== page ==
Chicago resident and political activist Freddy Martinez filed a second lawsuit against the Chicago Police Department in September for not responding to his Freedom of Information Act requests about how police are using cell phone trackers.
Across the country, citizens have growing concerns about the possibility of technology being used by law enforcement to invade their privacy. When pressed for more information about how law enforcement could be using potentially invasive technology, city officials have denied the requests of Martinez and other residents.
“Law enforcement has to follow certain procedures, and those procedures are designed to allow the government to intrude upon otherwise private spaces, but only for compelling reasons,” said Hanni Fakhoury, a senior staff attorney for the Electronic Frontier Foundation. “That’s what the probable cause standard is supposed to do. It’s supposed to put a judge in between law enforcement and the public and make sure there’s a really good reason for law enforcement to be in your phone.”
Ten states currently require police officers to have a warrant to use cell phone-tracking technology, Fakhoury said. Other states have lower standards and only require law enforcement to have court orders, he said. Search warrants require officers to prove probable cause for a search, whereas court orders do not.
“Law enforcement should be asking citizens for their permission to use invasive technology first instead of asking for their forgiveness later,” said Matthew Topic, government transparency attorney at Loevy & Loevy and Martinez’s attorney. “The CPD is asking residents for trust they haven’t earned.”
After Martinez filed his first lawsuit against the CPD in June 2014, it provided him with the information he was seeking about whether the CPD purchased StingRays, Topic said.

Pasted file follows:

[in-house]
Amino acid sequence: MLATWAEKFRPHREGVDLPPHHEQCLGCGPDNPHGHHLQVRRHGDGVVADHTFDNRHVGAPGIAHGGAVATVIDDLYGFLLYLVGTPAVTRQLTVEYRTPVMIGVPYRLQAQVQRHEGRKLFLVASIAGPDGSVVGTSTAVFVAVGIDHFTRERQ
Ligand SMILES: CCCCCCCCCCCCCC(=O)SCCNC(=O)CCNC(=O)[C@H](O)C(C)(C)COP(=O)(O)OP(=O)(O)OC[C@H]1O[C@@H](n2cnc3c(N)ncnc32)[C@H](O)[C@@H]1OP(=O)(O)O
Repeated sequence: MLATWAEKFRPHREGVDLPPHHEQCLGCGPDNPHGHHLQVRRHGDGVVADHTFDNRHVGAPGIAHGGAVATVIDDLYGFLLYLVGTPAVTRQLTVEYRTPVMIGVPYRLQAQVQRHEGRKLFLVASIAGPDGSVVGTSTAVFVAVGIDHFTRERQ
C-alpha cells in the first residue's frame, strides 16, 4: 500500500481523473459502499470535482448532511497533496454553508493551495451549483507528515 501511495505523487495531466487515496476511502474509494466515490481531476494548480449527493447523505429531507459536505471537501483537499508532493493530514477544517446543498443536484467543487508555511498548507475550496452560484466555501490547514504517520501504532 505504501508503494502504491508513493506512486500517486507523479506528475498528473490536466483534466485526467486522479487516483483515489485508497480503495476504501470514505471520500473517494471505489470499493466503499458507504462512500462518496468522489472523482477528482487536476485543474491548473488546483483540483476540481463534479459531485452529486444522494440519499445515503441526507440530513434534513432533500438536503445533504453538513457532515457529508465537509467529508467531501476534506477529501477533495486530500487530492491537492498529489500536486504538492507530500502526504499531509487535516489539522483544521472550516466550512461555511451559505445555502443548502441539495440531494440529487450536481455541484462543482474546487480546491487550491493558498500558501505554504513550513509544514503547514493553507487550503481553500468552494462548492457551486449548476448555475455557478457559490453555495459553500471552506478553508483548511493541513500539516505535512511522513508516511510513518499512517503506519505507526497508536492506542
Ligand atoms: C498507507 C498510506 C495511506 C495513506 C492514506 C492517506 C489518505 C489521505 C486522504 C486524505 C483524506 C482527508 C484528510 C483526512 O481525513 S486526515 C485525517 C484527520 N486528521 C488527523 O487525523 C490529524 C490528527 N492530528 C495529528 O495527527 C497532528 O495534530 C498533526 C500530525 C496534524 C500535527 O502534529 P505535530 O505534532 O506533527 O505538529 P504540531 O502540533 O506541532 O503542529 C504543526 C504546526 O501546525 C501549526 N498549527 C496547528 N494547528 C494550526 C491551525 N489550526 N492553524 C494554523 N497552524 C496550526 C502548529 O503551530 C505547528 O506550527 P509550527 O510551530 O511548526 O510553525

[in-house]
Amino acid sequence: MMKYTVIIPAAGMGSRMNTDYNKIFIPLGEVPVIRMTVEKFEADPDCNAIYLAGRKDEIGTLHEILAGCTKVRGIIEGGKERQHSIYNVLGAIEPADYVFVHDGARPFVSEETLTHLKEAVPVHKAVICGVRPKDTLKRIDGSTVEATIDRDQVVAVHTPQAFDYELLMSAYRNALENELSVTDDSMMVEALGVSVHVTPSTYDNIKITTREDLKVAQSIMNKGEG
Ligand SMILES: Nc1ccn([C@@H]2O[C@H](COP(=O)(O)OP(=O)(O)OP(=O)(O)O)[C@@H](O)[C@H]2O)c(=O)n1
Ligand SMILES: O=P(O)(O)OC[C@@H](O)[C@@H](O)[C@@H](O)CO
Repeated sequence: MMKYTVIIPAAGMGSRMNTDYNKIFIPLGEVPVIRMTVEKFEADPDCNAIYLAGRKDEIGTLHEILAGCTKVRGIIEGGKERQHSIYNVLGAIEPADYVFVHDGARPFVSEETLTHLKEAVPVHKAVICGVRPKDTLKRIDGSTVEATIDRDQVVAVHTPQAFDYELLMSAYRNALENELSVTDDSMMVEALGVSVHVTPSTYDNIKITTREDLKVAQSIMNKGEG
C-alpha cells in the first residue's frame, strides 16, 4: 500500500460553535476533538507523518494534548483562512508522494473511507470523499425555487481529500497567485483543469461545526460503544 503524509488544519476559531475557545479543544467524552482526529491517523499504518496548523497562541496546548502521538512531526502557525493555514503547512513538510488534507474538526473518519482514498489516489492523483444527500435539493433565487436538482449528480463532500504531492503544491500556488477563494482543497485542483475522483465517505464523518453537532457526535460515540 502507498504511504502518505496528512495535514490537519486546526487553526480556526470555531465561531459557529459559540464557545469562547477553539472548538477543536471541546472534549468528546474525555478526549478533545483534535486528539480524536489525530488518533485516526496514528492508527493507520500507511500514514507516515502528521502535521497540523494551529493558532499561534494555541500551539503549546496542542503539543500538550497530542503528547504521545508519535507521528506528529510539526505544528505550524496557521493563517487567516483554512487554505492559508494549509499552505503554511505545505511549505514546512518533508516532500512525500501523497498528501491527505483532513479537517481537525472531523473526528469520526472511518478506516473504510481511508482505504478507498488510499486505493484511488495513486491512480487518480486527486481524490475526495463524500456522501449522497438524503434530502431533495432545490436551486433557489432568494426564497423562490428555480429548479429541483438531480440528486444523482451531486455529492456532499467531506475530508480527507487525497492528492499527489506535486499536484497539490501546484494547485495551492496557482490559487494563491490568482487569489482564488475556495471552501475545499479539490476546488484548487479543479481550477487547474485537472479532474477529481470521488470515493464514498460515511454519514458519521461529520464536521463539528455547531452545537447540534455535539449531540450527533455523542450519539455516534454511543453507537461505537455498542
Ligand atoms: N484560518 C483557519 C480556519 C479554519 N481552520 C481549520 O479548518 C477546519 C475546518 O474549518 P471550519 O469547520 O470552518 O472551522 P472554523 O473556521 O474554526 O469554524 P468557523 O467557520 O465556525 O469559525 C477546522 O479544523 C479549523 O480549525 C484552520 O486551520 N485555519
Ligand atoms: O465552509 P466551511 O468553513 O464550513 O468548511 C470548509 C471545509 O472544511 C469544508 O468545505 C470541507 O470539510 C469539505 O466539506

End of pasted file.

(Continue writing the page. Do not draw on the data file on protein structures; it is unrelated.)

StingRays are devices that act like cell phone towers. When StingRays are used, all of the cellular data from the nearest cellular tower is transferred to them and police officers can monitor calls being made in the area. The records showed the CPD has purchased StingRays from Harris Corporation.
However, Martinez’s second lawsuit is seeking more information from CPD about how it uses StingRays, which the city would not provide him with when he filed a FOIA request for it in September 2014, Topic said. Martinez’s first lawsuit is settled except0 for some final paperwork.
Before Martinez filed his lawsuit, CPD said it could not provide him information regarding its use of cell phones for national security reasons, said Adam Schwartz, senior staff counsel for the American Civil Liberties Union of Illinois. The technology local law enforcement officers are using is the same equipment implemented in counterterrorist operations, he said. Schwartz also said the Federal Bureau of Investigation does not want the information leaked to terrorists, which in turn may aid them in developing countermeasures of attack.
Topic said allegations regarding national security risks are overblown. He and Martinez do not want to know what specific cases CPD is using StingRays for. They want to know whether CPD is using cell phone trackers to catch gang members or stop protestors from speaking out against city officials, he said. It is a First Amendment issue if CPD is using StingRays to stop political protests, Topic said. CPD monitoring activists will make them fearful of speaking out against city officials, he said.
“If citizens don’t know that the CPD is using StingRays, a conversation cannot be had about how they should be used and what the standard is for using them,” he said.
Law enforcement officers can track cell phone information in different ways. Law enforcement officers can go straight to cell phone companies and obtain records with or without a warrant, or officers can use cell phone tower stimulators to gather information directly from cell phones as they are being used, Topic said.
“What all these new technologies have in common is they allow the government to track where every single person is all the time, whether they are at a bar or church,” Schwartz said. “Once you know where people are, you know who they are.”